Can a CEO's cultural heritage affect corporate performance?
Do the cultural values we inherit from our ancestors affect our decision-making in the present time? A study of US banking CEOs, led by academics at the University of St Andrews and the University of Edinburgh, has found that cultural heritage can shape managerial behaviour and influence corporate performance and profitability.
The ground-breaking study asked whether a CEO's cultural heritage, traced back several generations, can affect corporate investment policies and overall organisational performance. Research focussed on banks led by CEOs who were children and grandchildren of immigrants, who are exposed to the same legal, social, and institutional conditions as other US-born CEOs, but they possess a cultural heritage influenced by the countries that their parents or grandparents have emigrated from, which is different from that of other CEOs.
It found that CEOs whose cultural heritage is characterized by lower individualism, higher uncertainty avoidance and higher restraint are more likely to outperform under pressure. Results further suggest that cultural heritage plays a larger role in explaining competitive performance relative to genetic differences between people in their countries of origin.
The findings imply that CEOs whose ancestors were from Germany, Italy, Poland and Russia are associated with better bank performance under competitive pressures. Whereas CEOs with British or Irish ancestors do not display different performance from the rest of the sample.
Dr Louis Nguyen, Lecturer from the School of Management at the University of St Andrews, said: "Cultural heritage is a topic of significant interest to policymakers. A growing body of research shows that managerial traits explain a lot of the variation in a firm's capital structure, investment, and profitability. These studies investigate the usual attributes, such as age, gender, experience and educational achievement, but the role of cultural heritage in shaping managerial behaviour and firm outcomes has been overlooked.
"Our research shows that the cultural values that can be traced back generations ago can influence decision-making in the present time. This implies that culture is deeply-rooted and slow-moving. Our study is especially timely, given the ongoing debate about immigrants around the world."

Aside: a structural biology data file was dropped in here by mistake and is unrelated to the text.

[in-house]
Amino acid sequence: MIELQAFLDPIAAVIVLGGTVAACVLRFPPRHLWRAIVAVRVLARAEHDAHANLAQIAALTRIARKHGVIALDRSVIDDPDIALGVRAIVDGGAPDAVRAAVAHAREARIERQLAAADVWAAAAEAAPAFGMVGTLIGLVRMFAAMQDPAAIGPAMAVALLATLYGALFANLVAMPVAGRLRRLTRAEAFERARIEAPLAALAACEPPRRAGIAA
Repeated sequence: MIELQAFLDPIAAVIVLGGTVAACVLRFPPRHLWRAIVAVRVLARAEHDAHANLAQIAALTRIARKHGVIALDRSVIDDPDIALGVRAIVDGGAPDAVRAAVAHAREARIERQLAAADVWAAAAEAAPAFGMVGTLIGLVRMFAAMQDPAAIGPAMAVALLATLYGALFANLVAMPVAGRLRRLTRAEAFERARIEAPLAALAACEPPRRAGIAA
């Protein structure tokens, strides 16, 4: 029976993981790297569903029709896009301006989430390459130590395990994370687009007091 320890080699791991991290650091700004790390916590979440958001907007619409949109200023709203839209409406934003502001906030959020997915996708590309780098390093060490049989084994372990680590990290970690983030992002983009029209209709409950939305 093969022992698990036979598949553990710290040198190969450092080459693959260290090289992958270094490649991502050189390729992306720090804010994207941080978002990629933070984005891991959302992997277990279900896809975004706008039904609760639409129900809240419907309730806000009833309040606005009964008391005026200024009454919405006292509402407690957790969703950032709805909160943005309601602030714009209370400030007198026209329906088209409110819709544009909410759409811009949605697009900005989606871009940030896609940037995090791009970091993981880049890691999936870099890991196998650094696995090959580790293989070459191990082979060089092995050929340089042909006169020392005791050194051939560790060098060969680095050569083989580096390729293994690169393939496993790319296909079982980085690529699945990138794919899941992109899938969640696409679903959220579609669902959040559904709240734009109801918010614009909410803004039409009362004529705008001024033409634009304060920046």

Professor Jens Hagendorff, Chair in Finance at the University of Edinburgh Business School, added: "At a time when the economic benefits of immigration are increasingly questioned, our study offers a glimpse of the positive and lasting contribution that people of immigrant heritage make in the business world."
The study demonstrates that banks led by CEOs whose cultural heritage emphasises restraint, group-mindedness, and long-term orientation are safer, more cost efficient, and are associated with more cautious acquisitions which, in turn, explains their outperformance.
To identify cultural heritage, academics collected data on the country of origin of a CEO's ancestors from Ancestry.com, the world's largest genealogy database, which has access to almost 17 billion family histories. Researchers were able to trace a CEO's ancestors by using the name, birthplace, and birth year to identify parents, and then doing the same for parents to identify grandparents. This allowed the team to map a CEO's family tree for up to six generations.
Researchers were able to identify a CEO's ancestral country, and how many generations ago ancestors moved to the US. For instance, James Dimon, CEO of JP Morgan, is a third-generation descendant of Greek immigrants to the US. John Stumpf, a former CEO of Wells Fargo, is a third-generation descendant of German immigrants to the US.
Findings are consistent with the hypothesis that the culture of a CEO's ancestors influences his or her decision-making behaviour, firm policy choices and performance. Results also show that the performance effects of cultural heritage depend on the market environment in which a CEO operates.